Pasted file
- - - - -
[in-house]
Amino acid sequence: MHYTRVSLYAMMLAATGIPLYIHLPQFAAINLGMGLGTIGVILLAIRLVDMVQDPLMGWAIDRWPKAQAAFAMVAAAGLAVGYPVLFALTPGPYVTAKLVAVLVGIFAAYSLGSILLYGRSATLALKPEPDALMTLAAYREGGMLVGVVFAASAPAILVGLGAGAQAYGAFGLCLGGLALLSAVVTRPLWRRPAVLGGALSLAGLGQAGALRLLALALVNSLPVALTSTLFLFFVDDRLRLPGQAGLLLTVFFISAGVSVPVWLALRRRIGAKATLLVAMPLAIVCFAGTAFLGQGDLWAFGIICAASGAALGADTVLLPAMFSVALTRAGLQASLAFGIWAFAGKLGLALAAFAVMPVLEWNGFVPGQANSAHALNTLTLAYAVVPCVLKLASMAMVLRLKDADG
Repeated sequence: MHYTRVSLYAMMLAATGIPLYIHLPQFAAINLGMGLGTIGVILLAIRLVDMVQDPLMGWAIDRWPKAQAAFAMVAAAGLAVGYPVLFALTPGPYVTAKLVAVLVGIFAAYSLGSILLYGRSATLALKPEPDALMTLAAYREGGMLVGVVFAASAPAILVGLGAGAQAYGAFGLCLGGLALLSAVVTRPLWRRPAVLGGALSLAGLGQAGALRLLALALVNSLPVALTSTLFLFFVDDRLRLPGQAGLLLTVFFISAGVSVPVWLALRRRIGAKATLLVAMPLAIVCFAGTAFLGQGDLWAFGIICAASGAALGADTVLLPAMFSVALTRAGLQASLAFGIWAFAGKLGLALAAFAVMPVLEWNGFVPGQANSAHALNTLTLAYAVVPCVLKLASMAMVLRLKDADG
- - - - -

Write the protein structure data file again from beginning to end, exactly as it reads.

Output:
[in-house]
Amino acid sequence: MHYTRVSLYAMMLAATGIPLYIHLPQFAAINLGMGLGTIGVILLAIRLVDMVQDPLMGWAIDRWPKAQAAFAMVAAAGLAVGYPVLFALTPGPYVTAKLVAVLVGIFAAYSLGSILLYGRSATLALKPEPDALMTLAAYREGGMLVGVVFAASAPAILVGLGAGAQAYGAFGLCLGGLALLSAVVTRPLWRRPAVLGGALSLAGLGQAGALRLLALALVNSLPVALTSTLFLFFVDDRLRLPGQAGLLLTVFFISAGVSVPVWLALRRRIGAKATLLVAMPLAIVCFAGTAFLGQGDLWAFGIICAASGAALGADTVLLPAMFSVALTRAGLQASLAFGIWAFAGKLGLALAAFAVMPVLEWNGFVPGQANSAHALNTLTLAYAVVPCVLKLASMAMVLRLKDADG
Repeated sequence: MHYTRVSLYAMMLAATGIPLYIHLPQFAAINLGMGLGTIGVILLAIRLVDMVQDPLMGWAIDRWPKAQAAFAMVAAAGLAVGYPVLFALTPGPYVTAKLVAVLVGIFAAYSLGSILLYGRSATLALKPEPDALMTLAAYREGGMLVGVVFAASAPAILVGLGAGAQAYGAFGLCLGGLALLSAVVTRPLWRRPAVLGGALSLAGLGQAGALRLLALALVNSLPVALTSTLFLFFVDDRLRLPGQAGLLLTVFFISAGVSVPVWLALRRRIGAKATLLVAMPLAIVCFAGTAFLGQGDLWAFGIICAASGAALGADTVLLPAMFSVALTRAGLQASLAFGIWAFAGKLGLALAAFAVMPVLEWNGFVPGQANSAHALNTLTLAYAVVPCVLKLASMAMVLRLKDADG